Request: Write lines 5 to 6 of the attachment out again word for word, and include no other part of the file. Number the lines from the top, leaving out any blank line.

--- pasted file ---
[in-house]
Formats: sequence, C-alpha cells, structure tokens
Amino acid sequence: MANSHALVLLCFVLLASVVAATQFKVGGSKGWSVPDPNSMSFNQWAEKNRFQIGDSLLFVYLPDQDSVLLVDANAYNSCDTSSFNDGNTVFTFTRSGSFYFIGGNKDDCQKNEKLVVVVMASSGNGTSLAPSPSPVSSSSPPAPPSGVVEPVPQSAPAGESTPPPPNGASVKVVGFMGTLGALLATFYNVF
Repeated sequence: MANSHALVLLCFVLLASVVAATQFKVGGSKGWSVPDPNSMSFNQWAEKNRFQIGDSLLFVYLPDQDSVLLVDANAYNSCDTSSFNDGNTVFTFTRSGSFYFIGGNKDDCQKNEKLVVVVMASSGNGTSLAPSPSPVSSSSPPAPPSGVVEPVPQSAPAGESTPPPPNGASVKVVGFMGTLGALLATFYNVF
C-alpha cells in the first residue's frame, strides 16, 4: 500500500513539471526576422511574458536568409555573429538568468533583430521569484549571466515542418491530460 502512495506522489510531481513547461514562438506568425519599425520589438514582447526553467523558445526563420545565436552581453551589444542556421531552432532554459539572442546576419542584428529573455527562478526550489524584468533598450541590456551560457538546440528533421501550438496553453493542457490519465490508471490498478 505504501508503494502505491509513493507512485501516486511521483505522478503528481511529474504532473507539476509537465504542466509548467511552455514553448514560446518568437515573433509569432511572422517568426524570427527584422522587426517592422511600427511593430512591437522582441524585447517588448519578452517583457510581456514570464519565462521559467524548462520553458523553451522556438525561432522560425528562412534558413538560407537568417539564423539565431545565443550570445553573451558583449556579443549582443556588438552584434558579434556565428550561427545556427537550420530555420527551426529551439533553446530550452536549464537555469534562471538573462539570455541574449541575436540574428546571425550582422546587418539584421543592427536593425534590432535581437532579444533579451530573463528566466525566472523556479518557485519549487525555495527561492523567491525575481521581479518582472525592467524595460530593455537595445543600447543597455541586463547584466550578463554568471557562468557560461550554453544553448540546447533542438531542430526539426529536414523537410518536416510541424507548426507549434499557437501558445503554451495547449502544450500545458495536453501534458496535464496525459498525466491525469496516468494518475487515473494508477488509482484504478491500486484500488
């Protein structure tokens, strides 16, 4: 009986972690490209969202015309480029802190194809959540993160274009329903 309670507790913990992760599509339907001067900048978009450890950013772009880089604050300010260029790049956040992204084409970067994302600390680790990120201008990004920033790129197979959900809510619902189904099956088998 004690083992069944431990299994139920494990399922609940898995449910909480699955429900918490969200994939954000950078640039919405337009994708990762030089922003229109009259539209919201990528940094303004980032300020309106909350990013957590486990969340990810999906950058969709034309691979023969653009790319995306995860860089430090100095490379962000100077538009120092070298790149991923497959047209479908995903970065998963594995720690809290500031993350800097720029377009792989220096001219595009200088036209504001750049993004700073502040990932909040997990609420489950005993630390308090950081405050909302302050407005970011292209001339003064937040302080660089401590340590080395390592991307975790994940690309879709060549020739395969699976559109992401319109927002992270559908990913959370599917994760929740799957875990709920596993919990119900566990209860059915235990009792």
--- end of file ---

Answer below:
C-alpha cells in the first residue's frame, strides 16, 4: 500500500513539471526576422511574458536568409555573429538568468533583430521569484549571466515542418491530460 502512495506522489510531481513547461514562438506568425519599425520589438514582447526553467523558445526563420545565436552581453551589444542556421531552432532554459539572442546576419542584428529573455527562478526550489524584468533598450541590456551560457538546440528533421501550438496553453493542457490519465490508471490498478 505504501508503494502505491509513493507512485501516486511521483505522478503528481511529474504532473507539476509537465504542466509548467511552455514553448514560446518568437515573433509569432511572422517568426524570427527584422522587426517592422511600427511593430512591437522582441524585447517588448519578452517583457510581456514570464519565462521559467524548462520553458523553451522556438525561432522560425528562412534558413538560407537568417539564423539565431545565443550570445553573451558583449556579443549582443556588438552584434558579434556565428550561427545556427537550420530555420527551426529551439533553446530550452536549464537555469534562471538573462539570455541574449541575436540574428546571425550582422546587418539584421543592427536593425534590432535581437532579444533579451530573463528566466525566472523556479518557485519549487525555495527561492523567491525575481521581479518582472525592467524595460530593455537595445543600447543597455541586463547584466550578463554568471557562468557560461550554453544553448540546447533542438531542430526539426529536414523537410518536416510541424507548426507549434499557437501558445503554451495547449502544450500545458495536453501534458496535464496525459498525466491525469496516468494518475487515473494508477488509482484504478491500486484500488
């Protein structure tokens, strides 16, 4: 009986972690490209969202015309480029802190194809959540993160274009329903 309670507790913990992760599509339907001067900048978009450890950013772009880089604050300010260029790049956040992204084409970067994302600390680790990120201008990004920033790129197979959900809510619902189904099956088998 004690083992069944431990299994139920494990399922609940898995449910909480699955429900918490969200994939954000950078640039919405337009994708990762030089922003229109009259539209919201990528940094303004980032300020309106909350990013957590486990969340990810999906950058969709034309691979023969653009790319995306995860860089430090100095490379962000100077538009120092070298790149991923497959047209479908995903970065998963594995720690809290500031993350800097720029377009792989220096001219595009200088036209504001750049993004700073502040990932909040997990609420489950005993630390308090950081405050909302302050407005970011292209001339003064937040302080660089401590340590080395390592991307975790994940690309879709060549020739395969699976559109992401319109927002992270559908990913959370599917994760929740799957875990709920596993919990119900566990209860059915235990009792």